Local residents, community leaders and politicos talked safety, cycling and financing Toll 49, among other topics, Thursday in Tyler during a regional transportation meeting.
The five-member Texas Transportation Commission, which governs the Texas Department of Transportation, met for its monthly meeting at the county's R.B. Hubbard Center in Tyler.
The commission discussed statewide agenda items regarding road projects and safety but local topics, such as safety, cycling and financing Toll 49 and other highway projects, were discussed.
Sens. Kevin Eltife, R-Tyler, and Robert Nichols, R-Jacksonville, joined area Reps. Matt Schaefer, R-Tyler, Bryan Hughes, R-Mineola and Travis Clardy, R-Nacogdoches. They welcomed commissioners and expressed their views on transportation needs for the region and state.
The delegation expressed support of the constitutional amendment that would increase transportation funding more than $1 billion annually. Differing opinions were given regarding other funding mechanisms, such as creating more dedicated revenues via tax increases or a Transportation Reinvestment Zone, for long-term local and statewide funding solutions.
Smith County is days into a 30-day public comment period regarding creation of a Transportation Reinvestment Zone along the Toll 49 corridor. The zone has received mixed responses from residents.
Tyler district engineer for TxDOT Randy Hopmann made a presentation to commissioners regarding his district's increased population and miles traveled. The district has added very little capacity, while the number of cars on the road and travel has increased dramatically over the decade.
"Growth here has surpassed the infrastructure available," he said.
The Tyler district includes Anderson, Cherokee, Gregg, Henderson, Rusk, Smith, Van Zandt and Wood counties.
Commissioner Jeff Austin III, of Tyler, said adding capacity and preserving the system is the goal for TxDOT statewide, but that local leaders have many more tools available to expedite projects viewed as necessary to accommodate growth, such as Toll 49.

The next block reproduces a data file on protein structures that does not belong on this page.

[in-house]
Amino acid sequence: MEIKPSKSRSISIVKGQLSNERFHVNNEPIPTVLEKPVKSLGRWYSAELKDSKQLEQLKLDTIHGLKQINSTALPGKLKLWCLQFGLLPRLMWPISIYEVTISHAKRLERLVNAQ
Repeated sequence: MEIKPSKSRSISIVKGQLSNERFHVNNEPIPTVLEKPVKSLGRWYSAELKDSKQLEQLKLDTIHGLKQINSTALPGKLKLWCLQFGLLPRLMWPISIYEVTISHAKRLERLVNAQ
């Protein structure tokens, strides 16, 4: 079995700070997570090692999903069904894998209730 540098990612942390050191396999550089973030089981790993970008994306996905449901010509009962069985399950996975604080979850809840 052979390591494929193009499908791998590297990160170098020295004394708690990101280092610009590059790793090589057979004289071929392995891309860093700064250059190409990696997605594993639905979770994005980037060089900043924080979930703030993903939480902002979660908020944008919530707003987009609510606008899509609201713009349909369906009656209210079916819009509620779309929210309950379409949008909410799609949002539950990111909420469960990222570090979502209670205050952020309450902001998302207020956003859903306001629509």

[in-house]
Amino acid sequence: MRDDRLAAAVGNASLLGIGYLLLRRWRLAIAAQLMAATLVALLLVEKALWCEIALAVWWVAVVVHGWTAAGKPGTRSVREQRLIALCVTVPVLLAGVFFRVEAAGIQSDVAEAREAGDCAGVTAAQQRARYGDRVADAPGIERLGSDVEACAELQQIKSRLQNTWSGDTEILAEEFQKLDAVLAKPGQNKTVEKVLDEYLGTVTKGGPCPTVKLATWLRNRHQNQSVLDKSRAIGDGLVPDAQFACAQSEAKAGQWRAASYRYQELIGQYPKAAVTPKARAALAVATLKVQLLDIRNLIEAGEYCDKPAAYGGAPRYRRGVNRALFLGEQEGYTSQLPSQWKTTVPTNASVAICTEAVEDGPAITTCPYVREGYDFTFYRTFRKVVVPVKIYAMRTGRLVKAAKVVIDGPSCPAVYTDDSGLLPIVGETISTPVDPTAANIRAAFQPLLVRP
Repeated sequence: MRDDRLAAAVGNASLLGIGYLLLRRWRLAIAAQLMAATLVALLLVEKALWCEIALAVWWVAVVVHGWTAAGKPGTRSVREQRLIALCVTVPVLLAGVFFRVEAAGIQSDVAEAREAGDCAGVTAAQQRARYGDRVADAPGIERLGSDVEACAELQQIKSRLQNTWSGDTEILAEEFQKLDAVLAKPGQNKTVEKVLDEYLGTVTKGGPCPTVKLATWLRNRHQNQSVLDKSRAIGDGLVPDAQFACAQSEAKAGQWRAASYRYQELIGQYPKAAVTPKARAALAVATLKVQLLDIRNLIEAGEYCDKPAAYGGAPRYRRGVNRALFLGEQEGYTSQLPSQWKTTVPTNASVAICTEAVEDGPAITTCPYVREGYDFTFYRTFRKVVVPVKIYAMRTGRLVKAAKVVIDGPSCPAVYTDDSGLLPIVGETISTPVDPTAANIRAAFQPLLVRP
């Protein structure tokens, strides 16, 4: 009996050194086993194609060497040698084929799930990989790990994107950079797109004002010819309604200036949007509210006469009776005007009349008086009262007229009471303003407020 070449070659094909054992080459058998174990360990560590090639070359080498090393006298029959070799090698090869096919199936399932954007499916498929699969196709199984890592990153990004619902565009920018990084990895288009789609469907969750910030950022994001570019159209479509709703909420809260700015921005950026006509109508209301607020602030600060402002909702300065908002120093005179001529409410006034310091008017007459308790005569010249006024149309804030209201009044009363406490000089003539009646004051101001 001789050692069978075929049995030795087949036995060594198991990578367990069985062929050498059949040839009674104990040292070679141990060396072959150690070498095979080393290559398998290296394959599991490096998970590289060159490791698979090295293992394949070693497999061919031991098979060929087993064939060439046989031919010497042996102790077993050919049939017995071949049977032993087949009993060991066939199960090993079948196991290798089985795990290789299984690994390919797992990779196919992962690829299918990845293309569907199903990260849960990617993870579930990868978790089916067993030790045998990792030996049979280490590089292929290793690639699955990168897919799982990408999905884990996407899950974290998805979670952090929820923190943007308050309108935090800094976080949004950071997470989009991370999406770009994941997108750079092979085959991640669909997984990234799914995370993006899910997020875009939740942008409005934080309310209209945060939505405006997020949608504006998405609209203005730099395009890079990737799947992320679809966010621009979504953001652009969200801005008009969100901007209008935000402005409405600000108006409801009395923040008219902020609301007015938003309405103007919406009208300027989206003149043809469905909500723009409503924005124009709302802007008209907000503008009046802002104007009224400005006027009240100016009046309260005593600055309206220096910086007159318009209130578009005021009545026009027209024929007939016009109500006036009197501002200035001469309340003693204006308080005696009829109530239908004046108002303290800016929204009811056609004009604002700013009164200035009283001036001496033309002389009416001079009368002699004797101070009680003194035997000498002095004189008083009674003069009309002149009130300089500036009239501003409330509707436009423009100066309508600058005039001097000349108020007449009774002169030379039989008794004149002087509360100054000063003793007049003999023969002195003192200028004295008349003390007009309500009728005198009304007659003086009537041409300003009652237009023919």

Austin said there are many ongoing projects moving forward as a comprehensive way to address regional mobility. He said consideration of the Transportation Reinvestment Zone would be a good tool for local transportation officials to add and improve capacity.
Transportation commissioners met with regional leaders Wednesday to discuss needs and options regarding future population growth and adding capacity to address safety and traffic concerns.
"Everything is on the table as we move forward," he said. "Hearing what people have to say in their hometown is important since we represent the whole state. We're hearing ‘how can we help (move projects forward)?' from local leaders."
Resident John Adair, an avid cyclist, addressed commissioners regarding the closure of Toll 49 to cyclists. He said he appreciated the state's efforts and asked that they assist in educating drivers about sharing the road with cyclists.
Adair said much of the conversation during the meeting regarded safety and that the North East Texas Regional Mobility decision to prohibit bicycle access to Toll 49 ran counter to the agency's stated goal.
He said he would like to see more initiatives, including placement of road signs warning drivers that certain state roads are heavily traveled by cyclists.
"We just want the state to make bicycle safety a priority because it cycling is growing and motorists need to be educated and made aware," he said.